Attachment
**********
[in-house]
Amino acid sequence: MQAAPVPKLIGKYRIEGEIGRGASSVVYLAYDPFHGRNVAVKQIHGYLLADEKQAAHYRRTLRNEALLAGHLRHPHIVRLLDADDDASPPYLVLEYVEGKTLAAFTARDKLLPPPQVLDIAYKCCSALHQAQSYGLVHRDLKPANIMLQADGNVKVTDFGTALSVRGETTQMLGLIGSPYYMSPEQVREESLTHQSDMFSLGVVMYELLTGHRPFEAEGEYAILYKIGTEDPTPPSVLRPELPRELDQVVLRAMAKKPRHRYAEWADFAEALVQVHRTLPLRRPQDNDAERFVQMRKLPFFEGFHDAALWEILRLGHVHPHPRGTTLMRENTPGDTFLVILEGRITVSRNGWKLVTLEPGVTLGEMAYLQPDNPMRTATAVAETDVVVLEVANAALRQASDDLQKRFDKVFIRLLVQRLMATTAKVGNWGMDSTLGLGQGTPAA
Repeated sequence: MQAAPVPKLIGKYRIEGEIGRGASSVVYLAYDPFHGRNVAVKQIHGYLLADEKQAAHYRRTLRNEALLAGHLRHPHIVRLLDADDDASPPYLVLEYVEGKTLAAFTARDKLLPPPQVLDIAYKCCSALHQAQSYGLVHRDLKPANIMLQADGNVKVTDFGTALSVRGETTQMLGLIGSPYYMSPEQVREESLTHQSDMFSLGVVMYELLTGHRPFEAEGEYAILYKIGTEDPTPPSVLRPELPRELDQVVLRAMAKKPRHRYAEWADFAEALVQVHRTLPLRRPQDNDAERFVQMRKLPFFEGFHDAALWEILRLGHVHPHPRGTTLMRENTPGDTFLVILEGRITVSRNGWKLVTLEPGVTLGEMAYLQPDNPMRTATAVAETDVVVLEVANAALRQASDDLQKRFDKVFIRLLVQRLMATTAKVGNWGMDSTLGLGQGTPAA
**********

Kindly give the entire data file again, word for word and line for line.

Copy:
[in-house]
Amino acid sequence: MQAAPVPKLIGKYRIEGEIGRGASSVVYLAYDPFHGRNVAVKQIHGYLLADEKQAAHYRRTLRNEALLAGHLRHPHIVRLLDADDDASPPYLVLEYVEGKTLAAFTARDKLLPPPQVLDIAYKCCSALHQAQSYGLVHRDLKPANIMLQADGNVKVTDFGTALSVRGETTQMLGLIGSPYYMSPEQVREESLTHQSDMFSLGVVMYELLTGHRPFEAEGEYAILYKIGTEDPTPPSVLRPELPRELDQVVLRAMAKKPRHRYAEWADFAEALVQVHRTLPLRRPQDNDAERFVQMRKLPFFEGFHDAALWEILRLGHVHPHPRGTTLMRENTPGDTFLVILEGRITVSRNGWKLVTLEPGVTLGEMAYLQPDNPMRTATAVAETDVVVLEVANAALRQASDDLQKRFDKVFIRLLVQRLMATTAKVGNWGMDSTLGLGQGTPAA
Repeated sequence: MQAAPVPKLIGKYRIEGEIGRGASSVVYLAYDPFHGRNVAVKQIHGYLLADEKQAAHYRRTLRNEALLAGHLRHPHIVRLLDADDDASPPYLVLEYVEGKTLAAFTARDKLLPPPQVLDIAYKCCSALHQAQSYGLVHRDLKPANIMLQADGNVKVTDFGTALSVRGETTQMLGLIGSPYYMSPEQVREESLTHQSDMFSLGVVMYELLTGHRPFEAEGEYAILYKIGTEDPTPPSVLRPELPRELDQVVLRAMAKKPRHRYAEWADFAEALVQVHRTLPLRRPQDNDAERFVQMRKLPFFEGFHDAALWEILRLGHVHPHPRGTTLMRENTPGDTFLVILEGRITVSRNGWKLVTLEPGVTLGEMAYLQPDNPMRTATAVAETDVVVLEVANAALRQASDDLQKRFDKVFIRLLVQRLMATTAKVGNWGMDSTLGLGQGTPAA